SALT LAKE CITY — As crowds gather for Pioneer Day fireworks displays, a lot is going on behind the scenes, even hours before the show begins.
"We've been here since nine o clock this morning settin' it up," said Jeff Adams.
Adams is the Head Pyrotechnician for Lantis Fireworks and Lasers' display at the Salt Lake Bees Pioneer Day firework show.
Adams' show lasted 13 minutes and 35 seconds, Ashby's show approximately 18 minutes. Both shows were run by electricity, where all of the fiberglass tubes with fireworks are wired together and connected to a pin board. Hitting each button ignites a different firework or "cake", essentially a cluster of fire works designed to have a certain effect. Adams said all of the ones in his display are like the aerial ones you can get at roadside stands, but much bigger.
"And it'll tell you the times so I know exactly how much time it takes: 30 seconds, 22 seconds, then we'l choreograph that in the song 'cause I don't want them to overlap," he explained.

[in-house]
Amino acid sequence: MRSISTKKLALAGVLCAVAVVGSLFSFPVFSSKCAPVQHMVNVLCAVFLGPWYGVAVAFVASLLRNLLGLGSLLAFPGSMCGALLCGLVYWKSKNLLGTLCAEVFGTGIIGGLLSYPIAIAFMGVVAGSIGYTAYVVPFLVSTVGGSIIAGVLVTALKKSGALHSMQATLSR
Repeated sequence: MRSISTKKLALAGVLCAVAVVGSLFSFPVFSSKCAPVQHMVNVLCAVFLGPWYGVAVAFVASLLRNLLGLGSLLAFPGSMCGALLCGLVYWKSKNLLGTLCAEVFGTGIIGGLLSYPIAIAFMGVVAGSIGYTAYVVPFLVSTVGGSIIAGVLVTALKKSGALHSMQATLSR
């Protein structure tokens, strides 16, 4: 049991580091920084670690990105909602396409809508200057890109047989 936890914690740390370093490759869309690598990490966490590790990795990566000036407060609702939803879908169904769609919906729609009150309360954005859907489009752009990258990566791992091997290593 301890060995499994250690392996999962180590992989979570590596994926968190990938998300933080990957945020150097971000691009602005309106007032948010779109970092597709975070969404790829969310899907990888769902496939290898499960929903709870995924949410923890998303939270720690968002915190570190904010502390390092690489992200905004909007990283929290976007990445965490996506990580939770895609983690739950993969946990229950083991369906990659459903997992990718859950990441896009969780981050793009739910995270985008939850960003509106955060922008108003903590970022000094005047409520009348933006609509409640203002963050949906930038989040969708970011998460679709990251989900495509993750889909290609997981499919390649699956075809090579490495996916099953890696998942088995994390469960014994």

Adams has been in the business since 1990. His co-worker, Ashby started at 18 and just turned 37 in January.
Ashby said he has had a few close calls. After all, they are dealing with explosives.
"Just knowing that that stuff's hot and it's hitting you at whatever velocity it's coming down out of the sky, it's a little nerve-racking," he admitted.
Both pyrotechnicians said for their fellow Utahns, it's all worth it.
"Even if we're having a hard day or if we're exhausted and tired afterwards, just hearing the roar of the crowd afterwards," Ashby said.
"That's my payday," Adams finished. "Yep, that's my payday."
Both crews said after the show is over and everyone goes home, the work isn't over for them. The estimated they will be cleaning until around 3 a.m.